This is the Choice Media #EdReformMinute for Thursday, October 18th.
The National Math and Science Initiative (NMSI) is a non-profit group tackling the chronic underperformance of American students in the so-called STEM studies (Science, Technology, Engineering, and Mathematics). They've identified a series of steps that they say regular public schools can take to not only improve the way math and science are taught, but also increase the number of kids who elect to sign up for the more challenging math and science courses. And this group is making waves.
They have a comprehensive program with lots of elements. For example, a high school usually has only one AP calculus teacher, meaning she typically has no one to talk to about a how best to teach certain parts of a curriculum. And so their program makes sure all teachers have mentors to whom they can turn for support. Their plan also brings in free pizza for kids who come in to study on Saturdays.
But there's one particular piece of the NMSI plan that's getting the most attention. Kids will get $100 cash for each subject in which they pass an Advanced Placement test. And their teachers will get $100 as well.
Gregg Fleisher of the National Math and Science Initiative told me that the biggest effect of the cash awards is how they motivate kids to take the harder classes in the first place.
"If we go into a typical American school, and say to let's say a Junior pre-calculus class and ask, 'How many kids are going to take calculus next year?' About half will raise their hand. Now if we say, 'Well you know, if you'll get $100 for passing this advanced placement exam, would you consider taking calculus?' And inevitably, always, a lot more students raise their hand."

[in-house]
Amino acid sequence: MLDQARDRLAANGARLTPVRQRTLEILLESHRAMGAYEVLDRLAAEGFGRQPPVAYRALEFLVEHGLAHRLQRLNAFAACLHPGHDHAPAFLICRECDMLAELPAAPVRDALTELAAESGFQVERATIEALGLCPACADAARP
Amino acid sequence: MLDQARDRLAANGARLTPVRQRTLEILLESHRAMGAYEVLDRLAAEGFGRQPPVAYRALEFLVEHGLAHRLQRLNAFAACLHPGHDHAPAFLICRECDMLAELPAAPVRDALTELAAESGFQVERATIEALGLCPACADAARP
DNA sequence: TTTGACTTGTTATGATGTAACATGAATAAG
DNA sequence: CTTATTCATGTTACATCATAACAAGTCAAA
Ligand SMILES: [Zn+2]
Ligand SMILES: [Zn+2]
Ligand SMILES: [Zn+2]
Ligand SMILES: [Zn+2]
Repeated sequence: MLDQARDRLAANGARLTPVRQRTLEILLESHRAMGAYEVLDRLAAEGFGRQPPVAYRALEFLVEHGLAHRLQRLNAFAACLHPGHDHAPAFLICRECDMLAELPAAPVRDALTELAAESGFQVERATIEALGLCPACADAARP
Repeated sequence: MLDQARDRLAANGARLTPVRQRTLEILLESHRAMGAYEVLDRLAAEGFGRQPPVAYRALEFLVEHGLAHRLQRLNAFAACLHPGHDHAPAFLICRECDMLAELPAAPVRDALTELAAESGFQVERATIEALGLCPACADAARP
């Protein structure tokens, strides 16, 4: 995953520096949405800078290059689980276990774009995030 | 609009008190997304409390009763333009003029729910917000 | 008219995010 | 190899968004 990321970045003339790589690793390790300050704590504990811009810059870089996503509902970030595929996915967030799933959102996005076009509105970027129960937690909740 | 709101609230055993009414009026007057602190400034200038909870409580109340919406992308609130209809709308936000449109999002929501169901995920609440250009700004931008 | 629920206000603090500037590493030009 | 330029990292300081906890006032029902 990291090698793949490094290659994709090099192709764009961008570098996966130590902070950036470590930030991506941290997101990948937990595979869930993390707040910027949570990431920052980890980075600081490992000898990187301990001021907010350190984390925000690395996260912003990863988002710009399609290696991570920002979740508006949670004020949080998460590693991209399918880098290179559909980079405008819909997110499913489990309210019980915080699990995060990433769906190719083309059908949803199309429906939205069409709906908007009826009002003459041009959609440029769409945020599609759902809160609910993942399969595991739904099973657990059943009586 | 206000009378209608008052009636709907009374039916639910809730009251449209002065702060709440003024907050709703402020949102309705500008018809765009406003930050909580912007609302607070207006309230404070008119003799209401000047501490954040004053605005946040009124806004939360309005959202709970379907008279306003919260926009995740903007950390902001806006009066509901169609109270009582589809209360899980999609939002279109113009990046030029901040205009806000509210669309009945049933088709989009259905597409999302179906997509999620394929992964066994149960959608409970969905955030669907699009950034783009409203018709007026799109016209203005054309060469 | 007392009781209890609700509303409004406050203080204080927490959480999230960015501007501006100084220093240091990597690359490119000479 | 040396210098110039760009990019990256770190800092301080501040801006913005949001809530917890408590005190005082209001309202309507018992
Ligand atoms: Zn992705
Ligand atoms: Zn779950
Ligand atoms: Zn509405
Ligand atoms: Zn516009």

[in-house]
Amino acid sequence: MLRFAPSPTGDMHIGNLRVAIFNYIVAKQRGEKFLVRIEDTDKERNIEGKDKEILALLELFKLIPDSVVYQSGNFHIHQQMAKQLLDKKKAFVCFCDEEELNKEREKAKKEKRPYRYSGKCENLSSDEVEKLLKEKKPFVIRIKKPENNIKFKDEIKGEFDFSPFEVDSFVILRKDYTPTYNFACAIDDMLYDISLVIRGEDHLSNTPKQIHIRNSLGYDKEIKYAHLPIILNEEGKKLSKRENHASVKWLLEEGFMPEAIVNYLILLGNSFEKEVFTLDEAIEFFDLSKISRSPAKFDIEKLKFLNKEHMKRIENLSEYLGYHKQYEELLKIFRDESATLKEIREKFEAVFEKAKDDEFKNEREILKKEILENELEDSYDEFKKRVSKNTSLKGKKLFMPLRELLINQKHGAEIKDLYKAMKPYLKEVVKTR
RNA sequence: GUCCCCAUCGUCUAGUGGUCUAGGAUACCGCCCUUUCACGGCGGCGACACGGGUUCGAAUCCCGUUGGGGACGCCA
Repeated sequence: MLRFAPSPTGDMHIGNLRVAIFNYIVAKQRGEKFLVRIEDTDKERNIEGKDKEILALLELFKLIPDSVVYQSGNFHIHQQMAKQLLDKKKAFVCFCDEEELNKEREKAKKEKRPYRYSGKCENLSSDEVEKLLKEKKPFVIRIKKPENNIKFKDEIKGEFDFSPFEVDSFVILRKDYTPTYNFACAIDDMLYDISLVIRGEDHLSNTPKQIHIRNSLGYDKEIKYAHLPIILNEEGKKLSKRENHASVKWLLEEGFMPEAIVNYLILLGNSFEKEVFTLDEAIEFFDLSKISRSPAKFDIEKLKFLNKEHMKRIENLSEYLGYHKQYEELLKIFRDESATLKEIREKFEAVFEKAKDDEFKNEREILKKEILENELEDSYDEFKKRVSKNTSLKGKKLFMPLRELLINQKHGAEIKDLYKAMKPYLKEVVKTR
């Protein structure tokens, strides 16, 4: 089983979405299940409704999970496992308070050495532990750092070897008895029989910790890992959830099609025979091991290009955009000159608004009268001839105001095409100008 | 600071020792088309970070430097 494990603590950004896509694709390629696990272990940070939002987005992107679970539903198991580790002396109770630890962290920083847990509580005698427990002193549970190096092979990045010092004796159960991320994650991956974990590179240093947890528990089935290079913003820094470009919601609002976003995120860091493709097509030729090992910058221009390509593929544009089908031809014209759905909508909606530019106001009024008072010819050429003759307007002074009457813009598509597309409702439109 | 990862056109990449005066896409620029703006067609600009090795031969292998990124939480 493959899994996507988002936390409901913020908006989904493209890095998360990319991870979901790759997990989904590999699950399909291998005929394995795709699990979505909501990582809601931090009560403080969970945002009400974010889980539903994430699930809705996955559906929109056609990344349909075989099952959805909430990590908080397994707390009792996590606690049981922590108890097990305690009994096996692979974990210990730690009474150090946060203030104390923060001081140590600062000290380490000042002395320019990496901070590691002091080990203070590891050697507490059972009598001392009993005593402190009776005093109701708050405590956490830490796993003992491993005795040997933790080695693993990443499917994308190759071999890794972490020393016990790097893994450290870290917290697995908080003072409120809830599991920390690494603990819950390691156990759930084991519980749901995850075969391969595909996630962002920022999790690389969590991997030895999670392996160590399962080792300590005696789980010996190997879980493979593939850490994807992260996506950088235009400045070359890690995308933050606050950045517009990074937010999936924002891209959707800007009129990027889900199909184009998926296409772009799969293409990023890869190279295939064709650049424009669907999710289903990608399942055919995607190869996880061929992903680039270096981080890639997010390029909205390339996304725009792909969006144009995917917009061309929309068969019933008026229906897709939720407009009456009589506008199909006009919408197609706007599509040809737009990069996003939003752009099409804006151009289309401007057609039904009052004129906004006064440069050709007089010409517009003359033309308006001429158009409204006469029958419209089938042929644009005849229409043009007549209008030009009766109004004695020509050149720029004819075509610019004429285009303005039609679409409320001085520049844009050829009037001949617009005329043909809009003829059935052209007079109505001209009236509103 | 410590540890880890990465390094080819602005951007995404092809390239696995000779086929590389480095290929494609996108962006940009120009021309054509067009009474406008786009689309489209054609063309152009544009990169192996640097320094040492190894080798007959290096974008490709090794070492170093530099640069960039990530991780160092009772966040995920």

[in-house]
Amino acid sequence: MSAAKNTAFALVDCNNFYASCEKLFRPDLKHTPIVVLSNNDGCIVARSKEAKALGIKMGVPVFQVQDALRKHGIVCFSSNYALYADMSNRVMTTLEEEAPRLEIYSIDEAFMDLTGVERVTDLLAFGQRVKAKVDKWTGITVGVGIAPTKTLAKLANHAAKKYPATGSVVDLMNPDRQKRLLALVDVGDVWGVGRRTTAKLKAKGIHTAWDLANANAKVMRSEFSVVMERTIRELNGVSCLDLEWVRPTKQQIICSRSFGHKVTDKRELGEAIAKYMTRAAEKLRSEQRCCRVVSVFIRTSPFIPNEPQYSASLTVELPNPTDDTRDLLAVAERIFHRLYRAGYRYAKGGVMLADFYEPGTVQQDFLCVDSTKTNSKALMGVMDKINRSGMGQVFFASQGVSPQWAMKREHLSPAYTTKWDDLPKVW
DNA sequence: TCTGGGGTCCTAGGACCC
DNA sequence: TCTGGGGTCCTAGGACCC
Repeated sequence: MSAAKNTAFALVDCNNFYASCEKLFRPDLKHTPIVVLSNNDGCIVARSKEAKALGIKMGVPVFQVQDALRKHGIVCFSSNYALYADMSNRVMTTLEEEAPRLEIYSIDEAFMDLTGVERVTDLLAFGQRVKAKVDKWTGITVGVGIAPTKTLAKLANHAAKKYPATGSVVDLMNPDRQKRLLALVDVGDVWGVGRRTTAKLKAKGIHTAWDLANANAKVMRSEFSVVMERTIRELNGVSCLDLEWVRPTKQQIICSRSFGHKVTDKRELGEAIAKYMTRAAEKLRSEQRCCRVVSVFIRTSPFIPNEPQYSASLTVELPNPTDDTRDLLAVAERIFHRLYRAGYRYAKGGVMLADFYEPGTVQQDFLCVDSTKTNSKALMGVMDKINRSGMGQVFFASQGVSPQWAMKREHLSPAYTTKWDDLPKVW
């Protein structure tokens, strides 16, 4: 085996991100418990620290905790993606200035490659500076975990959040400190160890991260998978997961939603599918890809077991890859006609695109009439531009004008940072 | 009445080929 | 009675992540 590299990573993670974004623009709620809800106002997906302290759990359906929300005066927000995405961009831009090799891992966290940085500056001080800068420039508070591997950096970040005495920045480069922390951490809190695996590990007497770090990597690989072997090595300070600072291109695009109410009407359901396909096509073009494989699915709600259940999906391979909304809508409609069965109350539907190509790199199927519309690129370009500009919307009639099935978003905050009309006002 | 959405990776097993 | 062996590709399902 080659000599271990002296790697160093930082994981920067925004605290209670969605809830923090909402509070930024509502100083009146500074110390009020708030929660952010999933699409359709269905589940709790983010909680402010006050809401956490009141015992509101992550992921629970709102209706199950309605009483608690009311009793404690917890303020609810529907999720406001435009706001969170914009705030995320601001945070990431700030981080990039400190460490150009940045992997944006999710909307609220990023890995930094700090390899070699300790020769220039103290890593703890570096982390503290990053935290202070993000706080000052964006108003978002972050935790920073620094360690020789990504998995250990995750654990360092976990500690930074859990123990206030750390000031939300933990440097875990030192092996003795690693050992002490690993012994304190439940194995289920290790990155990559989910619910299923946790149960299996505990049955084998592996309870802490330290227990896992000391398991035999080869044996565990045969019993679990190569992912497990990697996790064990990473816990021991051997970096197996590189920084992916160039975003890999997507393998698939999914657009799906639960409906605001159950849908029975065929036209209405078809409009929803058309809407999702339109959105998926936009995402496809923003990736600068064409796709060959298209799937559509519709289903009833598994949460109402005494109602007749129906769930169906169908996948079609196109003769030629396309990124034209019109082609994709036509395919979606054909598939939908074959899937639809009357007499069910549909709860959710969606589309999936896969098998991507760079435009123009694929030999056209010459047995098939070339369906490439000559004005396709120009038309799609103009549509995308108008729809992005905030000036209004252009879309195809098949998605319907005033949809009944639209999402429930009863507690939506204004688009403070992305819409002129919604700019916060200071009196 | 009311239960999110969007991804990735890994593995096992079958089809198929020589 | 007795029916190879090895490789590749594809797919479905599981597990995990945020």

The cash awards plan has its critics, of course, who say that paying kids to learn turns them into little mercenaries, and it's training them to stop caring about education as soon as no one's handing them any more money. But Gregg Fleisher says there's only one thing you need to know about their approach: It's actually working.
"After one year, we have a 79% increase in the number of students passing AP math, science and English exams. So if we go into a school that has a base of 100 passing exams, we have 179 in just one year."
He says in three years, the 79% increase becomes a 164% increase.
In case you think this is some tiny pilot program somewhere, think again. The plan has already been adopted by 462 schools in nine states, at a cost of almost $80 million. Just maybe a school in your town should know more about it.
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